As I read aloud today, I began to tear up and my voice wavered. My class noticed of course. I promptly apologized for my emotion, stating that this scene simply undoes me. I have read this novel at least seven times now. Each time. Yes, each time, I cry. Each time, I think to myself, “I know what’s coming. I won’t cry today.” My classes laugh it off, I dab at my eyes, and a few brave souls admit to being overcome when they read it alone at home the night before.
At the end of the school day, however, I began to ponder why Dickens’ writing has that effect on me. He’s quite guilty of sentimentality at times. Think of when Lucie faints after her husband is taken away and Carton carries her to the carriage while young Lucie whispers, “I think you will do something to help mamma, something to save papa! O, look at her, dear Carton! Can you, of all the people who love her, bear to see her so?” Oh yes, drops of sappiness ooze through hyperbolic drama.
Perhaps I cry because of the pathos of the moment. Maybe it’s because Dickens has elevated this lowliest of sinners to a place of sacrifice from the greatest fidelity of an unselfish love. Yet, I’m hesitant. Dare I say, I think it’s the beauty of the scene captured in the beauty of words. Not overdone in this instant, but perfectly balanced with the image of a formerly wicked man being the redemption, the “prophetic” coming to life before our eyes, saving the generations of every Darnay and Manette to come. It took a full novel to come to this scene of import, and I think that—yes, that is the moment the heart, my heart, recognizes the beauty in the depth of this storyteller’s words.
What if love notes or poems or sonnets weren't simply about a person? Petrarch's unrequited love for Laura was about directing his soul.
When we think of love sonnets, most of us think of the sappy ooze of lyricists or the flavorless mush in greeting cards. But when they were first written in the 14th century, their intent was much different.
It all began with Francesco Petrarch in 1304. Like his predecessor Dante, Petrarch was a devout Catholic. He too was exiled from Italy with his family due to civil unrest. Once in France, Petrarch’s father had a successful law practice, and the family prospered, so much so that he arranged the best education money could buy at the time—private tutors. By age 16, Petrarch dutifully followed in his father’s footsteps and studied law first at Montpelier then at Bologna.
Legend tells that since his father was supplying an allowance to Petrarch, he often made surprise visits at university. One such afternoon, Petrarch was quietly reading a book in his rented room when his father suddenly arrived. Enraged at the number of books Petrarch had purchased with his allowance, he promptly threw them out of the window and into the street below.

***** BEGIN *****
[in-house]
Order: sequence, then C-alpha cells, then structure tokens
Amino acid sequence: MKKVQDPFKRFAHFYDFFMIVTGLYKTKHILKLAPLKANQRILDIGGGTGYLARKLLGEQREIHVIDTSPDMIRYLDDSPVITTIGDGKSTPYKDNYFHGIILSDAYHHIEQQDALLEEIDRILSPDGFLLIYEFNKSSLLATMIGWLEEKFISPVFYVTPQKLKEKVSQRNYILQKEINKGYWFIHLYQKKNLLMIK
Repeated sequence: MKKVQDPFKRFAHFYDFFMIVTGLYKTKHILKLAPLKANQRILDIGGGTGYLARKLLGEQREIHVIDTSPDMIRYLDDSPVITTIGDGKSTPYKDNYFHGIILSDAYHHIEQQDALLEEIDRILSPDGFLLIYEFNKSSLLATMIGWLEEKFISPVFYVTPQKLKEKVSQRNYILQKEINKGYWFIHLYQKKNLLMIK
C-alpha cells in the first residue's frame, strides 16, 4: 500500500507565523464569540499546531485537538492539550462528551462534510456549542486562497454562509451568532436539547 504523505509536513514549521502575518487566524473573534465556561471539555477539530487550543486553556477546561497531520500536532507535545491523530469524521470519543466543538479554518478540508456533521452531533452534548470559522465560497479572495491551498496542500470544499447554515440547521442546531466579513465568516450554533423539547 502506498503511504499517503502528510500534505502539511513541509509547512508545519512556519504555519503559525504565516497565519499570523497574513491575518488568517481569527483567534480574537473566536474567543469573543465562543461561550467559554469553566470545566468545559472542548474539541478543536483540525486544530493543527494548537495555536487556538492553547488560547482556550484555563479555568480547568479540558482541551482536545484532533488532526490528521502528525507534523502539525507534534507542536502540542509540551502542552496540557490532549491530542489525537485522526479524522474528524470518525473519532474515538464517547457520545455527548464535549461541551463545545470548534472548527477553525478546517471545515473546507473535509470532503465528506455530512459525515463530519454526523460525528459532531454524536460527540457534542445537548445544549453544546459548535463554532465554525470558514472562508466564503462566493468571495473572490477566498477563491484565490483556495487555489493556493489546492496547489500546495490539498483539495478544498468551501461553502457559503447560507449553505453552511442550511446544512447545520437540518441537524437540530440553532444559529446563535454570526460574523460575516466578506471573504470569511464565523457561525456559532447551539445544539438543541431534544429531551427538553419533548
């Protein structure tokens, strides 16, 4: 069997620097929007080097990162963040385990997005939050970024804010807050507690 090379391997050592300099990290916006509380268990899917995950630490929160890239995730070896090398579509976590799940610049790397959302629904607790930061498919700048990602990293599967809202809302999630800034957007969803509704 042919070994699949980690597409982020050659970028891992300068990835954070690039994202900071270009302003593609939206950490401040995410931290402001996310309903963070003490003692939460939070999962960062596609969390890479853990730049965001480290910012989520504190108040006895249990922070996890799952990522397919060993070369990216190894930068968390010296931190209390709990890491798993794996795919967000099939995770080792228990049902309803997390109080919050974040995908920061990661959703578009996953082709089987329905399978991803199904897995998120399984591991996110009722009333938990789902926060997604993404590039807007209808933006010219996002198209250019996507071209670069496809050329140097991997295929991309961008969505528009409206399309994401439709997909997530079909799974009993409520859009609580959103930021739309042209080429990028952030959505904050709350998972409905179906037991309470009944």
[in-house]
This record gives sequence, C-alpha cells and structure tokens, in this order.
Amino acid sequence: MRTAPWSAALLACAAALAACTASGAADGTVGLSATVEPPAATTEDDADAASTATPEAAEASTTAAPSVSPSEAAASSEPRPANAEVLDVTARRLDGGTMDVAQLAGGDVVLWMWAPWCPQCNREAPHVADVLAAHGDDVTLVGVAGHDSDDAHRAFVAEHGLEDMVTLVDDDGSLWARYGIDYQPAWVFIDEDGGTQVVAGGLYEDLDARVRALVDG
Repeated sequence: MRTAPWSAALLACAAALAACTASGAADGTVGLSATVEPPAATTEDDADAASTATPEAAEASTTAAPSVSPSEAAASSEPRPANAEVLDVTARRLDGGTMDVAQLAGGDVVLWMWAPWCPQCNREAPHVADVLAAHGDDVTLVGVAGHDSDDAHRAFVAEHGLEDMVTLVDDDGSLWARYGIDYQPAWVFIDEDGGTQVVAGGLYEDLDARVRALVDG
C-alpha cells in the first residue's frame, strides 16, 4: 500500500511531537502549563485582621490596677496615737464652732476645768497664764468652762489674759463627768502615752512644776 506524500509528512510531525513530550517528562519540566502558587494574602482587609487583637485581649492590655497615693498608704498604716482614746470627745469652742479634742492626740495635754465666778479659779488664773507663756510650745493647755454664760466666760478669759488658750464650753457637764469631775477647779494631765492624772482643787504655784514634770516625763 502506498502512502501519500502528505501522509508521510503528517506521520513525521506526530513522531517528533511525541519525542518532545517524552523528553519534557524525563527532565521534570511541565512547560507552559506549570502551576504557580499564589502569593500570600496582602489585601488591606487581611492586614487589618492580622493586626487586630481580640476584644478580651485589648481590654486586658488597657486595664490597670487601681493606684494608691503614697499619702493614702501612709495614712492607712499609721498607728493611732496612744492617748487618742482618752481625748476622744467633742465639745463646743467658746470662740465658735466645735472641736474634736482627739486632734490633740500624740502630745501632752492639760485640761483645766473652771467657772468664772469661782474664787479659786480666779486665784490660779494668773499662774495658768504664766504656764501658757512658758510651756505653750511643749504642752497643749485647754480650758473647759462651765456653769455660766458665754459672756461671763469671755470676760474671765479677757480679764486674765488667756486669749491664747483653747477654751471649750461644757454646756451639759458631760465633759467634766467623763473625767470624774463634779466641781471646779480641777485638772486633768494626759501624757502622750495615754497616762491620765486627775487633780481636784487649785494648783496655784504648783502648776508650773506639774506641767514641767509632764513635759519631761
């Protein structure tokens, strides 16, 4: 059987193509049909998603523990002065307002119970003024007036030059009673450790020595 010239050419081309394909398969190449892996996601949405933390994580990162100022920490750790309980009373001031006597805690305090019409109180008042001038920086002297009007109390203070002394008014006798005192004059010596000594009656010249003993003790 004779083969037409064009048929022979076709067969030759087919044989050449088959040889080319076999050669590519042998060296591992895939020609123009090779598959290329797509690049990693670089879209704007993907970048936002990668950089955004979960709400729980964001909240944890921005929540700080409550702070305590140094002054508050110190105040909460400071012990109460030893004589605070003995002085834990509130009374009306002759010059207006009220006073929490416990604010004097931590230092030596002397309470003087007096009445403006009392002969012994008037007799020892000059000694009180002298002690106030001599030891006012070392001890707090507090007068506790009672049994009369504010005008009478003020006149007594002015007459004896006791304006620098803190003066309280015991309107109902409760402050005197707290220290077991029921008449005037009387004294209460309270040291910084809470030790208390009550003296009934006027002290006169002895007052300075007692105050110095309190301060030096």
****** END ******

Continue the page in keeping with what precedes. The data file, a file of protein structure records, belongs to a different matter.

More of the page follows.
Now throwing around books at this time was no light matter. Before the printing press, many books were hand-copied and sewn together at great cost. If the story is indeed true, Petrarch likely spent a month’s allowance on one book alone. His personal library held copies of Homer’s Iliad, Cicero's Rhetoric, as well as Virgil’s Aeneid, all of which he loved dearly.
FORGET THE LAW
Meanwhile, his father set fire to the small stash in the middle of the street. Any passerby would know the value of that fire, and naturally disheartened, within a few months Petrarch quit law school and promptly announced he was going to be a writer and poet and take his ecclesiastical orders. Some biographers say that his father died before he could quit; others that Petrarch was simply dissatisfied with the untruthfulness of the law as a whole.
From her to you comes loving thought that leads, as long as you pursue, to highest good
Petrarch did pursue his minor orders and began to write, and this is where the sonnet as a form was born. The story he tells lies in Sonnet 3. He was in Avignon at service on Good Friday in 1327, "the day the sun's ray had turned pale," a day of “universal woe,” when a light from the cathedral window shone on a woman rows in front of him. It was Laura de Sade, who was already wed or soon to be by most accounts. She was illumined, and a Muse was born. They likely never met or spoke from that moment, but Petrarch wrote hundreds of sonnets about her and to her.
NO STALKING HERE
The thing is Petrarch was not some obsessive stalker, but a man instead who knew love in a different way. That God revealed her to him on Good Friday was everything. For him, Petrarch's unrequited love for Laura was about directing his soul, "From her to you comes loving thought that leads, as long as you pursue, to highest good . . ." (Sonnet 13).